South Africans are heading to work in a sombre mood as they await news on former President Nelson Mandela.
The South African presidency announced on Sunday evening that Mr Mandela had become critical, even though doctors were “doing everything possible”.
A senior official said South Africans should not hold out “false hopes”.
South Africa’s first black president, 94, was taken to hospital in Pretoria earlier this month for the third time this year, with a lung infection.
President Jacob Zuma said on Sunday that he had visited Mr Mandela and spoken to his wife and medical teams.
Mr Zuma said he had been told by doctors that the former president’s condition had worsened over the past 24 hours.
“The doctors are doing everything possible to get his condition to improve and are ensuring that Madiba is well-looked after and is comfortable. He is in good hands,” said President Zuma, using Mr Mandela’s clan name by which he is widely known in South Africa.
Mac Maharaj, Mr Zuma’s spokesman, told the BBC’s Newshour that the doctors’ use of the word “critical” was “sufficient explanation that should raise concern amongst us”.
“Therefore we want to assure the public that the doctors are working away to try and get his condition to improve,” he said.
Mr Maharaj added that this was a stressful time for the Mandela family, and appealed for their privacy.
“I think there is need to be sombre about the news. There is a need not to hold out false hopes but at the same time let’s keep him in our thoughts and let’s will him more strength,” he said.
The ANC – the party of Mr Mandela and Mr Zuma – said it “noted with concern” the latest reports, and that it joined the president in calling “for us all to keep Madiba, his family and medical team in our thoughts and prayers during this trying time”.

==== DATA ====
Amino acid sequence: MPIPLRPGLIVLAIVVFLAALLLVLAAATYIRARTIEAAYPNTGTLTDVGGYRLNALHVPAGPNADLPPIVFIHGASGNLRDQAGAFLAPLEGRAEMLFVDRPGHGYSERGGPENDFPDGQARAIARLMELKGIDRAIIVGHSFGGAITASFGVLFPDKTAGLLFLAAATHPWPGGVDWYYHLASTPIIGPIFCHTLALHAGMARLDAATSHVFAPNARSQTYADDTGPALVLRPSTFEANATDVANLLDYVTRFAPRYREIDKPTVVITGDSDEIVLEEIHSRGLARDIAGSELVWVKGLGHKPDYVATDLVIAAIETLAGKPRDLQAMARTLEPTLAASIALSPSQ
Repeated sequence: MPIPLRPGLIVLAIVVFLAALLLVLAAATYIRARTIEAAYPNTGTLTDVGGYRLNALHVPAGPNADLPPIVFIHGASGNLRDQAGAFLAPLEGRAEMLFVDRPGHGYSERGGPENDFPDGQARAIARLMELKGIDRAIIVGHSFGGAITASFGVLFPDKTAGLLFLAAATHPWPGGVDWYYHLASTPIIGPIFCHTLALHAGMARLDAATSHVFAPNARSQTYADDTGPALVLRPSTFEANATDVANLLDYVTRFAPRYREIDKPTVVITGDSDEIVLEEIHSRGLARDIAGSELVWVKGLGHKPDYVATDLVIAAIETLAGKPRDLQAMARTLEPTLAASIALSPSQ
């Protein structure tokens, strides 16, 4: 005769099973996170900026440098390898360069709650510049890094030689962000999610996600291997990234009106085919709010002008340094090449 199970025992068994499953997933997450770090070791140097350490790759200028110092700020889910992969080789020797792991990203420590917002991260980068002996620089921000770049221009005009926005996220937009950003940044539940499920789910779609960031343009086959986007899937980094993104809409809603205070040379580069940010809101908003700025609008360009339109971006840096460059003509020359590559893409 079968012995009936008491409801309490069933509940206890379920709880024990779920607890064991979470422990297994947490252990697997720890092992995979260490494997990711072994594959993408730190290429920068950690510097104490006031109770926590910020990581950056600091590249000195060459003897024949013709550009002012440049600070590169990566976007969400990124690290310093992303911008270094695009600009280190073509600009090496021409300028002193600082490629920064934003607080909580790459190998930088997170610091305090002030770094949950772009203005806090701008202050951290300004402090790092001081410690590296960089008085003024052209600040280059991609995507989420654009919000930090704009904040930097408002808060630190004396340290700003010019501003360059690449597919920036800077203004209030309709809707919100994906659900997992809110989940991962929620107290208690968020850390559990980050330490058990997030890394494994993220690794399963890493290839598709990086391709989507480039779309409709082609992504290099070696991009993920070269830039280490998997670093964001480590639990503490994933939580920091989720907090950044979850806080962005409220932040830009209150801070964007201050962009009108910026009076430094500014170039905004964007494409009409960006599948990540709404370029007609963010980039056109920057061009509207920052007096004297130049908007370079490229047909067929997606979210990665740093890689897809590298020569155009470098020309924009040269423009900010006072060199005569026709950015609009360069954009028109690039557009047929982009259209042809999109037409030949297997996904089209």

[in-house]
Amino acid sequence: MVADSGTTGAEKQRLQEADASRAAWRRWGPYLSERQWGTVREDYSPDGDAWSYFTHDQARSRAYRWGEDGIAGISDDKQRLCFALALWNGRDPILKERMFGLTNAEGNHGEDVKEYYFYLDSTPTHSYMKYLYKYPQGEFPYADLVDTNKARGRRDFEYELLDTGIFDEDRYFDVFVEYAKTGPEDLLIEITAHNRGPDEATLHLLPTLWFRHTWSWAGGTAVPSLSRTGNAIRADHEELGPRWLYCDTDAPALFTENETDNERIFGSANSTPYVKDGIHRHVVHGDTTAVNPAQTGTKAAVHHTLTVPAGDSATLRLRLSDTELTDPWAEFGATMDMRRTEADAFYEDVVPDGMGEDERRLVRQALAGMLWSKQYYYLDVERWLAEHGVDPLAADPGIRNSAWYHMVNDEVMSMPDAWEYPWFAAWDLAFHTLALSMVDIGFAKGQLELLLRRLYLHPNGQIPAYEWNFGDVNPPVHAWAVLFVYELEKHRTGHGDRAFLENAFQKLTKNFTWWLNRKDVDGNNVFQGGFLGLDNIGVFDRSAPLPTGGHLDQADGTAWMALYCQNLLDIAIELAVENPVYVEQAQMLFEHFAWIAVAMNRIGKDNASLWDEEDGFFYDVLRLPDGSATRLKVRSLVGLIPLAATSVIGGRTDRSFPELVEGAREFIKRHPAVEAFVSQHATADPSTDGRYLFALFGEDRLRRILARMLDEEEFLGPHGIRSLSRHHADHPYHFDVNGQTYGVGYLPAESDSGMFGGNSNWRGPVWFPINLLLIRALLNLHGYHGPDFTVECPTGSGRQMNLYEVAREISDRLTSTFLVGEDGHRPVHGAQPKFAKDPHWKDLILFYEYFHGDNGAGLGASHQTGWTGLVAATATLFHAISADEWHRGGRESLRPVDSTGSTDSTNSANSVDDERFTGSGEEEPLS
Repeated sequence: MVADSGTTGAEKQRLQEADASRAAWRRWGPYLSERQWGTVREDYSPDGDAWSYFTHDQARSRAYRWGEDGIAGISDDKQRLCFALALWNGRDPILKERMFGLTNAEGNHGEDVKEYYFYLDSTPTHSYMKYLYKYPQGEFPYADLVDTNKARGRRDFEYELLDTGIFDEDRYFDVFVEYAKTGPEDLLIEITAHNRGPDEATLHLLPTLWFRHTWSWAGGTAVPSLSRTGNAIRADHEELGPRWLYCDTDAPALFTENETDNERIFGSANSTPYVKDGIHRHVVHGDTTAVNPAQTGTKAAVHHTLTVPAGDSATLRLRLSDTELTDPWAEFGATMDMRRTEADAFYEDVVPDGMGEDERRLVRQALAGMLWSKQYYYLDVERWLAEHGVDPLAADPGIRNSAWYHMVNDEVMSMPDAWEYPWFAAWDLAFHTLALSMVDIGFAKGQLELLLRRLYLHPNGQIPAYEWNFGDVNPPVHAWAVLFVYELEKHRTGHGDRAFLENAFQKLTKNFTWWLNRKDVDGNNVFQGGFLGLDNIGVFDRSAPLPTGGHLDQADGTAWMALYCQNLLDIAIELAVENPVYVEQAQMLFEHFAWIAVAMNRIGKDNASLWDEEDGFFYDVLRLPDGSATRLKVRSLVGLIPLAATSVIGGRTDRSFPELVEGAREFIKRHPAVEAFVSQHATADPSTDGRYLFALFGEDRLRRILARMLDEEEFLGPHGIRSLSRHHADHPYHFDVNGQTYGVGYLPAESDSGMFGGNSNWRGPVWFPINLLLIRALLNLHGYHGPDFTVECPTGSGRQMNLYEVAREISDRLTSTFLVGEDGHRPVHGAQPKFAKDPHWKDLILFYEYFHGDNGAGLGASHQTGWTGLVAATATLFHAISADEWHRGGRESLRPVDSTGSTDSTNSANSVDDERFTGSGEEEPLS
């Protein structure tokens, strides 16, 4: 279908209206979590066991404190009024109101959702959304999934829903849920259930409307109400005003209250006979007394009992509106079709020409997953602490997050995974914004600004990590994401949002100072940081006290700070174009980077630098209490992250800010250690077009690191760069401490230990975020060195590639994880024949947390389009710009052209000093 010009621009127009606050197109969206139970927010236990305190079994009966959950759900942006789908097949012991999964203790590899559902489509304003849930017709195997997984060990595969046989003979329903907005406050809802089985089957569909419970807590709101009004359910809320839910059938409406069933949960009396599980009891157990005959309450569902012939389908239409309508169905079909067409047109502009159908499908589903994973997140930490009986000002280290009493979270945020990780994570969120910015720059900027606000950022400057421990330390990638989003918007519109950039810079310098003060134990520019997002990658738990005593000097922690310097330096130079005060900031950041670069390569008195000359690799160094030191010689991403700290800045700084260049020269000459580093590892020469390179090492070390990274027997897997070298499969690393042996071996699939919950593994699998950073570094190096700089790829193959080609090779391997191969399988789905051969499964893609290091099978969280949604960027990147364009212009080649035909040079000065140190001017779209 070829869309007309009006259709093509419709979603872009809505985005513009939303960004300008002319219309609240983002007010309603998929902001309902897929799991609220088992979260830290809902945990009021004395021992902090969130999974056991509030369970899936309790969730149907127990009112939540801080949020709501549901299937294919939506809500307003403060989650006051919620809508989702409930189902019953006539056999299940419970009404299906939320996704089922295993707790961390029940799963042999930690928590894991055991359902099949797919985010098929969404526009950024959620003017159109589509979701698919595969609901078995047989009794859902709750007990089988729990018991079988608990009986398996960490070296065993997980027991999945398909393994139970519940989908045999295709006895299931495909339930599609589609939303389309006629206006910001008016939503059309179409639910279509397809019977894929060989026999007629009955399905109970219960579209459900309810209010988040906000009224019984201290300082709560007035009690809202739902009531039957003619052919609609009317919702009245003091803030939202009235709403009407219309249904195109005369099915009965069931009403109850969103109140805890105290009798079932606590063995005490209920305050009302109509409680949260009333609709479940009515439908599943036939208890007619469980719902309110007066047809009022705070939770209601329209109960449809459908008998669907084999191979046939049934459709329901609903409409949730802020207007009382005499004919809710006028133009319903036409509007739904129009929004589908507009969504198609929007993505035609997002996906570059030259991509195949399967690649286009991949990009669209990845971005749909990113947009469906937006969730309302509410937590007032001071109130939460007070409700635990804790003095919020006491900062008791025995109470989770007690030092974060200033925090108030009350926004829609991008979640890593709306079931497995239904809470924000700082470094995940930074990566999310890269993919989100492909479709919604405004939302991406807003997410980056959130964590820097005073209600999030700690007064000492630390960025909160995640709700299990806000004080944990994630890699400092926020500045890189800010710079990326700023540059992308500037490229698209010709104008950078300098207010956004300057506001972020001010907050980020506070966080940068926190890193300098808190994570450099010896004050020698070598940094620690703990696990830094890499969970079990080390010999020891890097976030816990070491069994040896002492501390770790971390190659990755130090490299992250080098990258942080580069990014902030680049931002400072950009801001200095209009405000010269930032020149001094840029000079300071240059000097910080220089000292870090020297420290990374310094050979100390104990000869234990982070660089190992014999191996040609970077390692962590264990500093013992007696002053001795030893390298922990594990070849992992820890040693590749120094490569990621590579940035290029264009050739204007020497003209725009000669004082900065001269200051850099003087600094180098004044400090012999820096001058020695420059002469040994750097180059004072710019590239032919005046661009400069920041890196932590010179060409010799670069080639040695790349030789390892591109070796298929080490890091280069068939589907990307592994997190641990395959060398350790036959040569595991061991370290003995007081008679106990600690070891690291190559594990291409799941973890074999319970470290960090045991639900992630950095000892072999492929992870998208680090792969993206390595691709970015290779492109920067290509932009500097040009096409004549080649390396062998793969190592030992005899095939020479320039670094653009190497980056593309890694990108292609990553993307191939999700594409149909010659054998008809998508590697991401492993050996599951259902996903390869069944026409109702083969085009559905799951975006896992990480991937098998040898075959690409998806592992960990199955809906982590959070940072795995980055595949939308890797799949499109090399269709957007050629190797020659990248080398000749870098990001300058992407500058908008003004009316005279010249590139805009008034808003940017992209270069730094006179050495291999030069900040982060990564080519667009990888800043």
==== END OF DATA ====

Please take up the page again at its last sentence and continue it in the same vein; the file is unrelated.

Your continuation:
The BBC’s Karen Allen reports from outside the Pretoria hospital that the mood in the country is sombre.
Reality is sinking in, says our correspondent. This, however, is uncharted waters and analysts say it is not clear how South Africans will react.
Mr Mandela is revered for leading the fight against white minority rule in South Africa and then preaching reconciliation despite being imprisoned for 27 years. He left power after five years as president.
The former president and Nobel Peace Prize winner is believed to have suffered damage to his lungs while working in a prison quarry.
He contracted tuberculosis in the 1980s while being held in jail on the windswept Robben Island.
Mr Mandela retired from public life in 2004 and has rarely been seen at official events since.
On Saturday, it emerged that the ambulance in which Mr Mandela was taken to hospital on 8 June broke down, meaning he had to be moved to another vehicle.
But Mr Zuma said he had been assured that “all care was taken to ensure his medical condition was not compromised”.
“There were seven doctors in the convoy who were in full control of the situation throughout the period. He had expert medical care,” he said.
Mr Zuma also denied reports that the former leader had suffered a cardiac arrest.
It is not known what kind of condition precipitated the deterioration, she says.
There has been little information about his condition in recent days. On 13 June Mr Zuma said Mr Mandela’s health continued to improve but that his condition remained serious.